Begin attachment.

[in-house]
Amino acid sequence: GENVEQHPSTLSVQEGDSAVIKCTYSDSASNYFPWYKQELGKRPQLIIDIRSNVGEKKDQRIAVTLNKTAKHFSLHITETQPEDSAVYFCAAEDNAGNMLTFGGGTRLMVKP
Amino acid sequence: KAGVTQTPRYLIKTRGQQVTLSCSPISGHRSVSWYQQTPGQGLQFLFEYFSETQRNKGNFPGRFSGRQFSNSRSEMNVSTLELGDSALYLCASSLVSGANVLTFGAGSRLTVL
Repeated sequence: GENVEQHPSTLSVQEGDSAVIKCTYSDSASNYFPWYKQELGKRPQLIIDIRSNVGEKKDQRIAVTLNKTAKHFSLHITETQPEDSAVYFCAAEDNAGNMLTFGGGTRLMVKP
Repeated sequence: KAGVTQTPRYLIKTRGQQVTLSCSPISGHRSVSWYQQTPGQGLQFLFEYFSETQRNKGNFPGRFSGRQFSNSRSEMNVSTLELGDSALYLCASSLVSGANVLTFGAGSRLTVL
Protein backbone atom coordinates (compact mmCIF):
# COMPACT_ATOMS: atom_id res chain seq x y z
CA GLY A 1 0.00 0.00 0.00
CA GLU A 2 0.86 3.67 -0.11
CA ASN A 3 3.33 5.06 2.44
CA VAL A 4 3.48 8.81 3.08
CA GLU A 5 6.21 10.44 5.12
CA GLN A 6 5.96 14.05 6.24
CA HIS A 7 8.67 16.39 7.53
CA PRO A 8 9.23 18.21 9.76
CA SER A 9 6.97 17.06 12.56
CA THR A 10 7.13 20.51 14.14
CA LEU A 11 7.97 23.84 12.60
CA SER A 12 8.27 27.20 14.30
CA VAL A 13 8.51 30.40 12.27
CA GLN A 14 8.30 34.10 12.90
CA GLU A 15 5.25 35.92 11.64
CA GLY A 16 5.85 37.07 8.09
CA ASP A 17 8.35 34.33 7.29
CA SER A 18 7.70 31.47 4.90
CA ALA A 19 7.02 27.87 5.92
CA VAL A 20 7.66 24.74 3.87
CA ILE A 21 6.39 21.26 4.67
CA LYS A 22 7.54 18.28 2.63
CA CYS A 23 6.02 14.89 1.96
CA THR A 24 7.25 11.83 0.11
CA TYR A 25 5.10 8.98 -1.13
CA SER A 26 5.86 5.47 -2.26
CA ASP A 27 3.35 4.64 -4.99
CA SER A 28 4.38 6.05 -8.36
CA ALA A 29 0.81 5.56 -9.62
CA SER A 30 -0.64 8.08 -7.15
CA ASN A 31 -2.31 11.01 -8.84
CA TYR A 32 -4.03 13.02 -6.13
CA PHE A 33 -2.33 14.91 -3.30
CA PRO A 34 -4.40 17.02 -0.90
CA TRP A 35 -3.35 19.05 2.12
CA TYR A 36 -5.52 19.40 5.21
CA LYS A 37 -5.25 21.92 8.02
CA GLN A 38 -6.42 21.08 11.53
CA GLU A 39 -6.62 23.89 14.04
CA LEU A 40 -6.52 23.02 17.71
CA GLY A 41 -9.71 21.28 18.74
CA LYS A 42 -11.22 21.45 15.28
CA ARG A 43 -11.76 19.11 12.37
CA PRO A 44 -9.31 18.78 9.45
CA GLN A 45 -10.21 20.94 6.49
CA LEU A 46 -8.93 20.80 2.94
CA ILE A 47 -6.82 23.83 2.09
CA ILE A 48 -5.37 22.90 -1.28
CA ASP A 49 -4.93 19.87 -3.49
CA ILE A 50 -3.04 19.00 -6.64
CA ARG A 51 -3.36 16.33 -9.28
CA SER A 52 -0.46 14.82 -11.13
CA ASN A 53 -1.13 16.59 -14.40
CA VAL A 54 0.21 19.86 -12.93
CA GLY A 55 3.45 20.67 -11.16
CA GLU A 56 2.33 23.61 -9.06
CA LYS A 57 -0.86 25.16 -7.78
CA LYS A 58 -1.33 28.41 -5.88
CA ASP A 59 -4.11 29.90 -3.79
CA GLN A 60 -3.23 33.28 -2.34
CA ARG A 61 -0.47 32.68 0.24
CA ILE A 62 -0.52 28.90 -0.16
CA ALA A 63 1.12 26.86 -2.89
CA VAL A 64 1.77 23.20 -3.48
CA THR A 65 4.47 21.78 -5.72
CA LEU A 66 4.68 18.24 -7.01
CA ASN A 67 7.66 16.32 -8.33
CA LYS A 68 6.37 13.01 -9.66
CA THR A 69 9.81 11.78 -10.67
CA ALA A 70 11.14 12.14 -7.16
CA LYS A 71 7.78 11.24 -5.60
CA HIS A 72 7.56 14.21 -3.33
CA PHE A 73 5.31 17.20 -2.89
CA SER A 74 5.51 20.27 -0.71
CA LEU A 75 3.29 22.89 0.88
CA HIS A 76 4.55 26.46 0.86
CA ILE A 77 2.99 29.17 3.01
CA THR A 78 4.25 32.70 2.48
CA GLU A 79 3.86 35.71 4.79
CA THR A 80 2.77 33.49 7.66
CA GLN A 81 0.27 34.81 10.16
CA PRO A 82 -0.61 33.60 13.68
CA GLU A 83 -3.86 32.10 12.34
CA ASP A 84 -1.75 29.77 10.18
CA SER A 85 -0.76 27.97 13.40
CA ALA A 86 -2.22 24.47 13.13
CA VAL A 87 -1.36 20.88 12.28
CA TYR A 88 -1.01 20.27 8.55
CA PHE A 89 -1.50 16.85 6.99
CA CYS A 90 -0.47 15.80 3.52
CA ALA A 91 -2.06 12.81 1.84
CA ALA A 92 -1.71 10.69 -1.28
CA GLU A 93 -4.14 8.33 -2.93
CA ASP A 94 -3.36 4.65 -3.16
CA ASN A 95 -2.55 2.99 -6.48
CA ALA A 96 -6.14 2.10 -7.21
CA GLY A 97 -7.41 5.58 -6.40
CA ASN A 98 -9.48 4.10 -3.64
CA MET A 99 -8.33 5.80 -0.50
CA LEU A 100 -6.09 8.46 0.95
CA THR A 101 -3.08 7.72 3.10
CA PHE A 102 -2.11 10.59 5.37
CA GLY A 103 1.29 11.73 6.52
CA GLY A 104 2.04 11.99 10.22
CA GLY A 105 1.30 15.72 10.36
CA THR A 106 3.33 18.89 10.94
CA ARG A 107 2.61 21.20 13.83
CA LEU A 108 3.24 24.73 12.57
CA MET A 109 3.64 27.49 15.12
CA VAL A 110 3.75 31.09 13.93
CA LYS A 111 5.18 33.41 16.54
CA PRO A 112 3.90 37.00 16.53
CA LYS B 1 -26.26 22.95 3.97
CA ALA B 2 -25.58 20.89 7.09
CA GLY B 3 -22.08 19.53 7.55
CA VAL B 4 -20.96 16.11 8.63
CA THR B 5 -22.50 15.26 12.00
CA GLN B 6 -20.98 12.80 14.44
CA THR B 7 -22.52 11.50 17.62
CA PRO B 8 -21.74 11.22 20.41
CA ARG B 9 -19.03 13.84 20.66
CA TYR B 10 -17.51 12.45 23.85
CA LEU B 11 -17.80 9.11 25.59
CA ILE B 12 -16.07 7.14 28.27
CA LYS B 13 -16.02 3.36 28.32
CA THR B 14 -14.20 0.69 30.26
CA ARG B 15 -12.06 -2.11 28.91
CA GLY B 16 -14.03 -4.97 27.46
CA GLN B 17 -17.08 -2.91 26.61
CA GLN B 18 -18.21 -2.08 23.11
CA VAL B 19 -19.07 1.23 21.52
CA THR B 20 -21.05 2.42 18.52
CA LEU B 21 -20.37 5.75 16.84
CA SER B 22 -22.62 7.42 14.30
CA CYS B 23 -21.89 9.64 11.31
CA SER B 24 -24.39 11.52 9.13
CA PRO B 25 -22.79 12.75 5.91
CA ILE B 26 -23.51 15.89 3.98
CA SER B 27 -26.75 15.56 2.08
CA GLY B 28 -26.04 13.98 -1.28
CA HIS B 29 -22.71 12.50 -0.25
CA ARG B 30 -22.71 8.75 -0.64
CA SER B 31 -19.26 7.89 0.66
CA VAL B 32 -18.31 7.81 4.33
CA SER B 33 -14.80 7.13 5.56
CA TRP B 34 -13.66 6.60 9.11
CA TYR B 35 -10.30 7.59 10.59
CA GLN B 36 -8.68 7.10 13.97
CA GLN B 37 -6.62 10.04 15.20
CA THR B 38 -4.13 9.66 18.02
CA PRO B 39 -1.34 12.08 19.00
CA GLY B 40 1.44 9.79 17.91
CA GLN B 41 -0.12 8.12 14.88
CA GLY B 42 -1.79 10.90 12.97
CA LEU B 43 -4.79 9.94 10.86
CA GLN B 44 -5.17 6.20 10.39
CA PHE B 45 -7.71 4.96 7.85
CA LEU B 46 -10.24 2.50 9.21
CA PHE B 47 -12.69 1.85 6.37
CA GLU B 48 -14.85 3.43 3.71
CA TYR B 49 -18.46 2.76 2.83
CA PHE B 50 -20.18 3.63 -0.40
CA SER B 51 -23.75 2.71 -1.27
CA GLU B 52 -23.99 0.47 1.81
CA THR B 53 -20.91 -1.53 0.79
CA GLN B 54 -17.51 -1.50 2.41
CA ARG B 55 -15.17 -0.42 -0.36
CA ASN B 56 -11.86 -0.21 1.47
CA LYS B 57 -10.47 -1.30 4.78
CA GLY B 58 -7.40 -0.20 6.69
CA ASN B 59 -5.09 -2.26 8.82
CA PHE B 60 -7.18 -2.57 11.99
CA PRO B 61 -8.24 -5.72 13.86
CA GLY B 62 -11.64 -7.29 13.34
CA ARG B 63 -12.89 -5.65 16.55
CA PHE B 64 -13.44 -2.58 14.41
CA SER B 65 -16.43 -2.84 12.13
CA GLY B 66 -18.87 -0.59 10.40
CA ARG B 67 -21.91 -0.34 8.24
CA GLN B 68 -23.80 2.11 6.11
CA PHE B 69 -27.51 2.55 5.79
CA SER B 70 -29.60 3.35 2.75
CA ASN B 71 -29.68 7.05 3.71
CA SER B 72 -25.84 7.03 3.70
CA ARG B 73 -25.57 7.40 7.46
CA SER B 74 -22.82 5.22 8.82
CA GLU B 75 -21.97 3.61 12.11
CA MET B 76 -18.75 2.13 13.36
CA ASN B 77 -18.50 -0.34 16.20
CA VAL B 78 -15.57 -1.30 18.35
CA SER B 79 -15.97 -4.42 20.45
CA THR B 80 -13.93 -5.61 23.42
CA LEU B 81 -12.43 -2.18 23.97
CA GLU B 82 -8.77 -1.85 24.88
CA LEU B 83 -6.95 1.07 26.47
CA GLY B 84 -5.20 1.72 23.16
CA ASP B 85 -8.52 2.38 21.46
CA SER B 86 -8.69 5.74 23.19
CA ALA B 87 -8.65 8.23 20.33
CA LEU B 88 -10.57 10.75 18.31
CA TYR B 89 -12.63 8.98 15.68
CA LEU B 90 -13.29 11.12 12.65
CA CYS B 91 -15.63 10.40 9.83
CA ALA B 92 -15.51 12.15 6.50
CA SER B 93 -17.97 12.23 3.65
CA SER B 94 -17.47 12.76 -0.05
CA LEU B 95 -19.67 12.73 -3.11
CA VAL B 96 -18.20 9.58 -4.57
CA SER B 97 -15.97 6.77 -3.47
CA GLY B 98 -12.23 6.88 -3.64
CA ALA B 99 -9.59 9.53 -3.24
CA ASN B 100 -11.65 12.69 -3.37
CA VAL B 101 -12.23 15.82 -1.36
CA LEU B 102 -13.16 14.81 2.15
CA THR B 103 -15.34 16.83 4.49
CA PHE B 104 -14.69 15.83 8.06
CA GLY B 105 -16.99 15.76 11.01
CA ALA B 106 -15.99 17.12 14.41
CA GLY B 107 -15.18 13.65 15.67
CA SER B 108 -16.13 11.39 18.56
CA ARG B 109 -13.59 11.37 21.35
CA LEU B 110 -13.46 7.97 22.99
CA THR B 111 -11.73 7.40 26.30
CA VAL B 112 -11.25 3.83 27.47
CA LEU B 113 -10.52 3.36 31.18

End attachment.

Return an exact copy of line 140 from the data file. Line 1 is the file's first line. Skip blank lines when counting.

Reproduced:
CA LEU B 21 -20.37 5.75 16.84